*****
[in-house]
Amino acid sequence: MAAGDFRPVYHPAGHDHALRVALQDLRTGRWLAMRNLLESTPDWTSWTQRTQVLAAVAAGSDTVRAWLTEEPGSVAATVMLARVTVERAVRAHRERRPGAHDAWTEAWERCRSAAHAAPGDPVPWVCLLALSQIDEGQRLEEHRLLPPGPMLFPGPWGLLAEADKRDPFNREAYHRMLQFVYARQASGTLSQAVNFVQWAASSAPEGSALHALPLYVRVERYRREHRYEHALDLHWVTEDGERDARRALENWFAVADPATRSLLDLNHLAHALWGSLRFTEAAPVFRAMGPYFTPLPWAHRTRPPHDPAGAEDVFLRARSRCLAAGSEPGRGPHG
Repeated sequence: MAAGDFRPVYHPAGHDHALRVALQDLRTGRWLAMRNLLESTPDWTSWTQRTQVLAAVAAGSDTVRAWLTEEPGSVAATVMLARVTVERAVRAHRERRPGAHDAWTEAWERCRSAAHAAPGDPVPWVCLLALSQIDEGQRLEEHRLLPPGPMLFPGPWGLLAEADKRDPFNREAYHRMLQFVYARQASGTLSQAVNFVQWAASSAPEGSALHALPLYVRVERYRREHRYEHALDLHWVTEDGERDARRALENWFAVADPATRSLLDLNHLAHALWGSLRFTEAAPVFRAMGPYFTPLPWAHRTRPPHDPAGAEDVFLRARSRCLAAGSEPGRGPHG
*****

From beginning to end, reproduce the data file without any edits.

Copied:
[in-house]
Amino acid sequence: MAAGDFRPVYHPAGHDHALRVALQDLRTGRWLAMRNLLESTPDWTSWTQRTQVLAAVAAGSDTVRAWLTEEPGSVAATVMLARVTVERAVRAHRERRPGAHDAWTEAWERCRSAAHAAPGDPVPWVCLLALSQIDEGQRLEEHRLLPPGPMLFPGPWGLLAEADKRDPFNREAYHRMLQFVYARQASGTLSQAVNFVQWAASSAPEGSALHALPLYVRVERYRREHRYEHALDLHWVTEDGERDARRALENWFAVADPATRSLLDLNHLAHALWGSLRFTEAAPVFRAMGPYFTPLPWAHRTRPPHDPAGAEDVFLRARSRCLAAGSEPGRGPHG
Repeated sequence: MAAGDFRPVYHPAGHDHALRVALQDLRTGRWLAMRNLLESTPDWTSWTQRTQVLAAVAAGSDTVRAWLTEEPGSVAATVMLARVTVERAVRAHRERRPGAHDAWTEAWERCRSAAHAAPGDPVPWVCLLALSQIDEGQRLEEHRLLPPGPMLFPGPWGLLAEADKRDPFNREAYHRMLQFVYARQASGTLSQAVNFVQWAASSAPEGSALHALPLYVRVERYRREHRYEHALDLHWVTEDGERDARRALENWFAVADPATRSLLDLNHLAHALWGSLRFTEAAPVFRAMGPYFTPLPWAHRTRPPHDPAGAEDVFLRARSRCLAAGSEPGRGPHG